"Our organization has been receiving complaints for years about people smoking in bus shelters, at stops along the transitway, and even about drivers smoking in buses while on break. Our members have written letters of complaint to OC Transpo, so we're really pleased to know they have been listening and are taking it seriously," said Pippa Beck, President of the Ottawa Council on Smoking and Health.
Second-hand smoke (SHS) is a toxic mix of over 4,000 chemicals. The 2006 U.S. Surgeon General's report confirms that scientific evidence indicates there is no risk-free level of exposure. In 1992 the U.S. Environmental Protection Agency classified SHS as a "Class A carcinogen," a category reserved for dangerous chemicals known to cause cancer in humans. In 2005 the California Environmental Protection Agency classified SHS as a "toxic air contaminant."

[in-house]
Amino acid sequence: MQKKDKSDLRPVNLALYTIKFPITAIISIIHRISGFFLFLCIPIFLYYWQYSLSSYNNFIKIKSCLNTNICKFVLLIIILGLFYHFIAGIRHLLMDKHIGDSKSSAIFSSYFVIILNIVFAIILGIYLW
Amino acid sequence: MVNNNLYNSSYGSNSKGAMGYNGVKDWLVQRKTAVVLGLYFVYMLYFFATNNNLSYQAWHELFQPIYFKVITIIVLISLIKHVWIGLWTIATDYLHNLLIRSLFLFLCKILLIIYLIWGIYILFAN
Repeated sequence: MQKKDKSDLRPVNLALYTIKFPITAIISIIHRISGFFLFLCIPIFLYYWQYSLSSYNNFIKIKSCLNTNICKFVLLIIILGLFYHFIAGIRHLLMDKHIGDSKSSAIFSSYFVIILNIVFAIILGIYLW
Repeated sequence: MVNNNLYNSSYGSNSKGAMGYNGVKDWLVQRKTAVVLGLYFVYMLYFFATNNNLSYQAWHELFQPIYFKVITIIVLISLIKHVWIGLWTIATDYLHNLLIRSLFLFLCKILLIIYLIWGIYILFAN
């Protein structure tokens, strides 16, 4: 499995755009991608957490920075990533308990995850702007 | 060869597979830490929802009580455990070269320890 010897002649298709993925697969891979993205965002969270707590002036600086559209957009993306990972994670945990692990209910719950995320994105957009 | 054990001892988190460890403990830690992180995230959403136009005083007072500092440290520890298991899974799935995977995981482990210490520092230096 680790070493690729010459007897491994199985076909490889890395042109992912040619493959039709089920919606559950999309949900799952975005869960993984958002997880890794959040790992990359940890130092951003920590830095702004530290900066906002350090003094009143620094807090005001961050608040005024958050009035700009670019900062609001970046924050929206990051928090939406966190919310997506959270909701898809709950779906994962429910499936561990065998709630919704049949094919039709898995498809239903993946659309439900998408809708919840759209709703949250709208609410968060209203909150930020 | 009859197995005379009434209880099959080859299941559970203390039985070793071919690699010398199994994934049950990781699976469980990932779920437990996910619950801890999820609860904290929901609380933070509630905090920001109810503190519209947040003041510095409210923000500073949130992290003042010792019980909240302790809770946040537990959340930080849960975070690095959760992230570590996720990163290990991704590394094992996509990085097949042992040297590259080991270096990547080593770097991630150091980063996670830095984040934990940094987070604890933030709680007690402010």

Public recognition of the danger of exposure to SHS is great, and acceptance of the need for smoke-free environments is high. There is a growing appetite for more smoke-free environments, including outdoor public places. The scientific evidence to support smoking bans in some outdoor environments, like crowded transit stops and platforms, is also growing. One recent study found that under certain weather conditions, outdoor concentrations of SHS can be high, presenting a nuisance or even a hazard.
"This is simply part of an evolution based on our understanding of the health risks and the concomitant social norm change," said Ms. Beck. "We don't have to accept exposure to SHS in public places and workplaces, and now we won't have to accept it while waiting for the bus, either."
Contact: Pippa Beck, President, Ottawa Council on Smoking and Health
613.230.4211 or 613.722.6187